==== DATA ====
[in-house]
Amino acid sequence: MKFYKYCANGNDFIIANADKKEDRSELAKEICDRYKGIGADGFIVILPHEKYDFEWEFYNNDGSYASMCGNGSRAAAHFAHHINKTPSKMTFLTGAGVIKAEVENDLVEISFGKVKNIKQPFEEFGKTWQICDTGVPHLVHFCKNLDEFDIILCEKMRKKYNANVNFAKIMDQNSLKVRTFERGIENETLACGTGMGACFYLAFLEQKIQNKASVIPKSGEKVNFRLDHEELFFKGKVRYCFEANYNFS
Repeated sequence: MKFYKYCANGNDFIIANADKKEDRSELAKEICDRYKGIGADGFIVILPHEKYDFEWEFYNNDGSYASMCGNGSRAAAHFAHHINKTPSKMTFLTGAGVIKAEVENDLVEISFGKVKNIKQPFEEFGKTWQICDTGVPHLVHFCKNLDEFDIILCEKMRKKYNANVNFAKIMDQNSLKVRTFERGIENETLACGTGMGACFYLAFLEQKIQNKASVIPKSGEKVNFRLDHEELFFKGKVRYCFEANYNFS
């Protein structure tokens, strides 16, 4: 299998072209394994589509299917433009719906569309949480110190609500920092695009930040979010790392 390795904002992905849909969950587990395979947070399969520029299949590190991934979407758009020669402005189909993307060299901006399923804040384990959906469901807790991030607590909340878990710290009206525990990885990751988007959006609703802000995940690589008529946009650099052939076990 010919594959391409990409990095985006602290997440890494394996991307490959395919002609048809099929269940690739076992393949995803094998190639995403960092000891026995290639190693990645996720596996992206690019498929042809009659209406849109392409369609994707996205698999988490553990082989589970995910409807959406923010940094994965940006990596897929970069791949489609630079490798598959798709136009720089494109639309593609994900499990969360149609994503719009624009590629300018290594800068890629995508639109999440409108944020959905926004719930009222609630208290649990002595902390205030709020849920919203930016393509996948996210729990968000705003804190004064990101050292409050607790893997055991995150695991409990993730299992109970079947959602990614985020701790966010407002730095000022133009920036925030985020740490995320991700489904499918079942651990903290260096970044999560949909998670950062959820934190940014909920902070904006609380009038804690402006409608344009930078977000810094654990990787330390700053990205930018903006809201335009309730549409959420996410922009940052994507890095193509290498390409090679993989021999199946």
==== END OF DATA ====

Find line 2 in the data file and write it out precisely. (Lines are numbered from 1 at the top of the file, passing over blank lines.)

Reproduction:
Amino acid sequence: MKFYKYCANGNDFIIANADKKEDRSELAKEICDRYKGIGADGFIVILPHEKYDFEWEFYNNDGSYASMCGNGSRAAAHFAHHINKTPSKMTFLTGAGVIKAEVENDLVEISFGKVKNIKQPFEEFGKTWQICDTGVPHLVHFCKNLDEFDIILCEKMRKKYNANVNFAKIMDQNSLKVRTFERGIENETLACGTGMGACFYLAFLEQKIQNKASVIPKSGEKVNFRLDHEELFFKGKVRYCFEANYNFS